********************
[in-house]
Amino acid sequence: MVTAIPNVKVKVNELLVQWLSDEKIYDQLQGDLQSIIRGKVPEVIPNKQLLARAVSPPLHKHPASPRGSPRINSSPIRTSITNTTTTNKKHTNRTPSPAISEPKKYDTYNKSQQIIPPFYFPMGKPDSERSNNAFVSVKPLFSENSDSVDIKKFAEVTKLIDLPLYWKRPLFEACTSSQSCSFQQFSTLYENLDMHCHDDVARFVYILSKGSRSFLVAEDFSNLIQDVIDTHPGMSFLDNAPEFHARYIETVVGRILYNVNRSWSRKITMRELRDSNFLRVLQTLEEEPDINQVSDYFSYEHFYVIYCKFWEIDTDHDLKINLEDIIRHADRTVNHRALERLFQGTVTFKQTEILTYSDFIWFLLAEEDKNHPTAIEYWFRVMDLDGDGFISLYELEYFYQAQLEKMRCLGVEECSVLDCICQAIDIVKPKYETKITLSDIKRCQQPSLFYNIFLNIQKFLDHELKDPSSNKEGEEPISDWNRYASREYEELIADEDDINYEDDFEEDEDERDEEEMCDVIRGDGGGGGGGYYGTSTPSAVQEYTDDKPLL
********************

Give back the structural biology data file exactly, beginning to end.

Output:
[in-house]
Amino acid sequence: MVTAIPNVKVKVNELLVQWLSDEKIYDQLQGDLQSIIRGKVPEVIPNKQLLARAVSPPLHKHPASPRGSPRINSSPIRTSITNTTTTNKKHTNRTPSPAISEPKKYDTYNKSQQIIPPFYFPMGKPDSERSNNAFVSVKPLFSENSDSVDIKKFAEVTKLIDLPLYWKRPLFEACTSSQSCSFQQFSTLYENLDMHCHDDVARFVYILSKGSRSFLVAEDFSNLIQDVIDTHPGMSFLDNAPEFHARYIETVVGRILYNVNRSWSRKITMRELRDSNFLRVLQTLEEEPDINQVSDYFSYEHFYVIYCKFWEIDTDHDLKINLEDIIRHADRTVNHRALERLFQGTVTFKQTEILTYSDFIWFLLAEEDKNHPTAIEYWFRVMDLDGDGFISLYELEYFYQAQLEKMRCLGVEECSVLDCICQAIDIVKPKYETKITLSDIKRCQQPSLFYNIFLNIQKFLDHELKDPSSNKEGEEPISDWNRYASREYEELIADEDDINYEDDFEEDEDERDEEEMCDVIRGDGGGGGGGYYGTSTPSAVQEYTDDKPLL